In believe we should adapt to suit

In this report, I will be critically
discussing the role of prudence in the preparation of financial statements,
whether and in what form prudence should be considered as a qualitative
characteristic providing reasons to justify my opinion. I will be supporting my
answer with relevant examples and references.


We Will Write a Custom Essay Specifically
For You For Only $13.90/page!

order now

The prudence concept is an accounting principle
that requires an accountant to record liabilities and expenses as soon as they
occur and to record revenues only when they are assured. (1.0) This concept has
been around for many years and many experts believe we should adapt to suit the
needs for this century because they believe this concept is outdated and it
leads to understatement, though some experts believe prudence is fundamental
when it comes to recording your financial statements. (2.0) However, there is 2
different definitions of prudence which I am going to analyse. The first
definition is the
deliberate understatement of assets and profits, or the deliberate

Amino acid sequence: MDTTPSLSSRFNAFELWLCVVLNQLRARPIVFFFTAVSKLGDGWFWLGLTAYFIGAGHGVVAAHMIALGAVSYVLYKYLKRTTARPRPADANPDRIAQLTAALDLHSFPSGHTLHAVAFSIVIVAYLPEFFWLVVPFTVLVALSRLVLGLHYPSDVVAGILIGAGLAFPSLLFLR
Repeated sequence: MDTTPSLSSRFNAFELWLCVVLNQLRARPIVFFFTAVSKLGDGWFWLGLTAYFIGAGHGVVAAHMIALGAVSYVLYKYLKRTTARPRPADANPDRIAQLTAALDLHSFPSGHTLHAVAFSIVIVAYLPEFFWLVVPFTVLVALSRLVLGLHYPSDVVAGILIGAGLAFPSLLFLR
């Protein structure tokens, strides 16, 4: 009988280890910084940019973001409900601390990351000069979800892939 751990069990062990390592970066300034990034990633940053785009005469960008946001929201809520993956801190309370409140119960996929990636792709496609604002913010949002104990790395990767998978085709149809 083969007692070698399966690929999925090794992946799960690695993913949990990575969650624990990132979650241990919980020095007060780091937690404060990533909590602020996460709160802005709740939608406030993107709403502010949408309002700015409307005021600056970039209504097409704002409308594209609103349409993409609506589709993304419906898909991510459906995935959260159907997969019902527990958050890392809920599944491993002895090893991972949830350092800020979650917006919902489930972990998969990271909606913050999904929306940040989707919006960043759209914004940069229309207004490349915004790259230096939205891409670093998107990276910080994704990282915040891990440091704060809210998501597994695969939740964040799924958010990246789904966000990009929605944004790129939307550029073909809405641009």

overstatement of liabilities and expenses. (3.0) The second definition is the
inclusion of a degree of caution in making the estimates required under
conditions of uncertainty, such that assets and income are not overstated, and
liabilities and expenses are not understated. All long-term assets (LTAs) – except land – have a finite life, when the
economic benefits from the LTAs would cease. Prudence demands that this matter
should be recognised by writing off in each accounting period a proportion of
the LTA’s cost to represent the economic benefit consumed during the period
which ensures asset values are not over-stated.

Some experts would believe prudence is irrelevant because it
creates a sense of uncertainty within the business when it comes to making the
financial statements. Such doubts are recognised by the disclosure of their
nature and extent and by the exercise of prudence in the preparation of the
financial statements. (4.0) Prudence is the inclusion of a degree of caution in
the exercise of the judgements needed in making the estimates required under
conditions of uncertainty. This is because prudence is the